Cabinet has approved legislation for the resumption of indoor hospitality, said Tánaiste Leo Varadkar.

He said it will allow people with evidence of vaccination or immunity to enter cafes, restaurants, pubs and others licensed venues.

However, accompanying minors will be allowed to attend these venues with their parents or guardians and social distancing measures will still apply as a result.

Mr Varadkar said he knows this is not the ideal way to reopen, but that the alternative was to wait until September, when all adults are vaccinated, but he said even then it may not have happened as all teenagers may not be vaccinated by then.

He said the bill contains provisions to extend hospitality to those who pass a PCR or antigen testing but this will require further scientific advice.

He said there are also provisions to extend it to other indoor venues like bingo halls and bowling allies in the future.

The measures also allow unvaccinated staff to eat a meal before or after work in the premises.

Mr Varadkar said the Government is aiming for the laws to come into force next week, but no later than 26 July, and that he believes there will be a high degree of compliance with the new regulations.

There will be a sunset clause, so the law will fall in October unless it is extended by the Dáil and Seanad.

"I hope people won't see this as discrimination. This is entirely a public health measure," he said.

"Those most at risk now are those who are not vaccinated."

The Tánaiste says nightclubs operating as nightclubs will not be able to open for "quite some time".

However, he said nightclubs can operate as licensed venues with six to a table and table service only.

Minister for Tourism Catherine Martin said the reopening was an important next step that she hopes will turn things around for the hospitality industry.

She appealed to the public to bear with the government as they took this phased approach to reopening the sector.

Minister Martin said there will be pilot events held in nightclubs and dance hall settings in the near future.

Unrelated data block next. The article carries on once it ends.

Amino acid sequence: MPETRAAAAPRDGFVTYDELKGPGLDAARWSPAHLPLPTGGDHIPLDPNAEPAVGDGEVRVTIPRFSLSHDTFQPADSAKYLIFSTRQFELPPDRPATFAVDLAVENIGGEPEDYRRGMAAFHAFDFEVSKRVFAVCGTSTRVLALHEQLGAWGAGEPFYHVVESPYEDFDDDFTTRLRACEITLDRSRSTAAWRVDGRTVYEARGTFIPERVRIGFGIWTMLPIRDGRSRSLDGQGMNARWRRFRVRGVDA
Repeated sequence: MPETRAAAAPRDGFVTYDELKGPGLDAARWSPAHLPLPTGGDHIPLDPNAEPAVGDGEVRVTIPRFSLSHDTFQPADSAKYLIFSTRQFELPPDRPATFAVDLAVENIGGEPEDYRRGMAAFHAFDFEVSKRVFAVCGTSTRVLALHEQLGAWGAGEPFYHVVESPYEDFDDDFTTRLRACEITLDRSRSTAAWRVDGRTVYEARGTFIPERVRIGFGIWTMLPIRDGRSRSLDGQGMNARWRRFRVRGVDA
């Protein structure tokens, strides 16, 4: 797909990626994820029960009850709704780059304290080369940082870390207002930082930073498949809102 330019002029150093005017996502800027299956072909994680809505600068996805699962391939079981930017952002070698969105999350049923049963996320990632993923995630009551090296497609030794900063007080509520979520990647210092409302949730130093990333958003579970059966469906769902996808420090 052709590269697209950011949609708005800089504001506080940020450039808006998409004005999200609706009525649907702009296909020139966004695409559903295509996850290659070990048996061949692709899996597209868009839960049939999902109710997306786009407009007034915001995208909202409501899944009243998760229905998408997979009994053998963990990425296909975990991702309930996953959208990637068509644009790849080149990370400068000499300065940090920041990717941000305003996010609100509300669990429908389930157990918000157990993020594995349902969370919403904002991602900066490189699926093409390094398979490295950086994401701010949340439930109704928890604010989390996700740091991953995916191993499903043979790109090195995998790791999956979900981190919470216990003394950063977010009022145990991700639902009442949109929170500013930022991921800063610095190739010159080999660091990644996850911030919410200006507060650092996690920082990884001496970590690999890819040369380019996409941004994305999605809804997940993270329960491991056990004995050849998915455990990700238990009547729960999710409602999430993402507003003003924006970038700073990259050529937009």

She added that she would be seeking advice to allow for the return of live music to licensed premises.

She also said there would be fines of up to €2,500 for forged documents or for premises that were not checking certificates.

Mr Varadkar said gardaí will not be going into venues to check individual vaccine passes, but they will be checking if venues are making those checks.

He said the type of certs that will be accepted will be specified before reopening day.

The CEO of the Restaurants Association of Ireland Adrian Cummins has described the announcement as giant leap towards reopening hospitality businesses safely, viably and sustainably.

Mr Cummins said "confidence is building within the hospitality industry that we could see doors open for indoor hospitality, subject to the legislation passing through the Oireachtas this week, around Friday 23 July".

He described the measures contained in the legislation as "the only option on the table at the moment".

"We are moving forward. It's not perfect but we will make it perfect over the weeks and months ahead."

The Government is aiming to have the legislation passed by the Dáil and Seanad before the end of the week.

After the bill, which amends the 1947 Public Health Act, passes in the Seanad, most likely on Friday night, it will go to the President to be signed.

Once the bill is signed by President Michael D Higgins, the new system will come into operation.